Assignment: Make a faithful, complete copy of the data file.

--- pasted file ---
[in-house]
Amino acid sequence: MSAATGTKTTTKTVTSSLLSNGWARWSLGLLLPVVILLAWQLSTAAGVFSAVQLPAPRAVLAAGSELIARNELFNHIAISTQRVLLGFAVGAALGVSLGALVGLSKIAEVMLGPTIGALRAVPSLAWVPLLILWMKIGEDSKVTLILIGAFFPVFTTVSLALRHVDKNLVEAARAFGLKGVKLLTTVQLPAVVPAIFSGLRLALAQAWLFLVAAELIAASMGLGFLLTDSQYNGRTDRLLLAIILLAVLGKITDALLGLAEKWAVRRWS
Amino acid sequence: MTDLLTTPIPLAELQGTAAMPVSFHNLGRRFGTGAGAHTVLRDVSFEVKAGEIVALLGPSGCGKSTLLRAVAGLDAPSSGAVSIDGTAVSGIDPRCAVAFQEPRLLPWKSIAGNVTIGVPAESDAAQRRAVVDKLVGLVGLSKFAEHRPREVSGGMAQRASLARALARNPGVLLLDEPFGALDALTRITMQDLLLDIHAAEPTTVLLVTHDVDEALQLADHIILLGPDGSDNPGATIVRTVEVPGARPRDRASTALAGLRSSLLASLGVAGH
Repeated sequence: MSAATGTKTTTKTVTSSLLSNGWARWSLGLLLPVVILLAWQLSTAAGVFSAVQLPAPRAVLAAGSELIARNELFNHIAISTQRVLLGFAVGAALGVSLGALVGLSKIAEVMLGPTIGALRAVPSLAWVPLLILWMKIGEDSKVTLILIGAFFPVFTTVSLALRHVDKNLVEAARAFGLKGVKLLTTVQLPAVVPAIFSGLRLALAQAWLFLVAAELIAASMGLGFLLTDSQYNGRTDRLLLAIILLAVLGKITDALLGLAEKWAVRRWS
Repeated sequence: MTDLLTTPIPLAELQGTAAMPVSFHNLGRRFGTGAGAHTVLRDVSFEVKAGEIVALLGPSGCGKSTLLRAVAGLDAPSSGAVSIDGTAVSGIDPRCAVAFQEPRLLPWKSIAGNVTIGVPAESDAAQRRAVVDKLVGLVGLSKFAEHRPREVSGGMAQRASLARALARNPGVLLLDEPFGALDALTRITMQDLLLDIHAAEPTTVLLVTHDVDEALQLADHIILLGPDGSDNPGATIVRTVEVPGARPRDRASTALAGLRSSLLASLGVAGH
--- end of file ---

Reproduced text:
[in-house]
Amino acid sequence: MSAATGTKTTTKTVTSSLLSNGWARWSLGLLLPVVILLAWQLSTAAGVFSAVQLPAPRAVLAAGSELIARNELFNHIAISTQRVLLGFAVGAALGVSLGALVGLSKIAEVMLGPTIGALRAVPSLAWVPLLILWMKIGEDSKVTLILIGAFFPVFTTVSLALRHVDKNLVEAARAFGLKGVKLLTTVQLPAVVPAIFSGLRLALAQAWLFLVAAELIAASMGLGFLLTDSQYNGRTDRLLLAIILLAVLGKITDALLGLAEKWAVRRWS
Amino acid sequence: MTDLLTTPIPLAELQGTAAMPVSFHNLGRRFGTGAGAHTVLRDVSFEVKAGEIVALLGPSGCGKSTLLRAVAGLDAPSSGAVSIDGTAVSGIDPRCAVAFQEPRLLPWKSIAGNVTIGVPAESDAAQRRAVVDKLVGLVGLSKFAEHRPREVSGGMAQRASLARALARNPGVLLLDEPFGALDALTRITMQDLLLDIHAAEPTTVLLVTHDVDEALQLADHIILLGPDGSDNPGATIVRTVEVPGARPRDRASTALAGLRSSLLASLGVAGH
Repeated sequence: MSAATGTKTTTKTVTSSLLSNGWARWSLGLLLPVVILLAWQLSTAAGVFSAVQLPAPRAVLAAGSELIARNELFNHIAISTQRVLLGFAVGAALGVSLGALVGLSKIAEVMLGPTIGALRAVPSLAWVPLLILWMKIGEDSKVTLILIGAFFPVFTTVSLALRHVDKNLVEAARAFGLKGVKLLTTVQLPAVVPAIFSGLRLALAQAWLFLVAAELIAASMGLGFLLTDSQYNGRTDRLLLAIILLAVLGKITDALLGLAEKWAVRRWS
Repeated sequence: MTDLLTTPIPLAELQGTAAMPVSFHNLGRRFGTGAGAHTVLRDVSFEVKAGEIVALLGPSGCGKSTLLRAVAGLDAPSSGAVSIDGTAVSGIDPRCAVAFQEPRLLPWKSIAGNVTIGVPAESDAAQRRAVVDKLVGLVGLSKFAEHRPREVSGGMAQRASLARALARNPGVLLLDEPFGALDALTRITMQDLLLDIHAAEPTTVLLVTHDVDEALQLADHIILLGPDGSDNPGATIVRTVEVPGARPRDRASTALAGLRSSLLASLGVAGH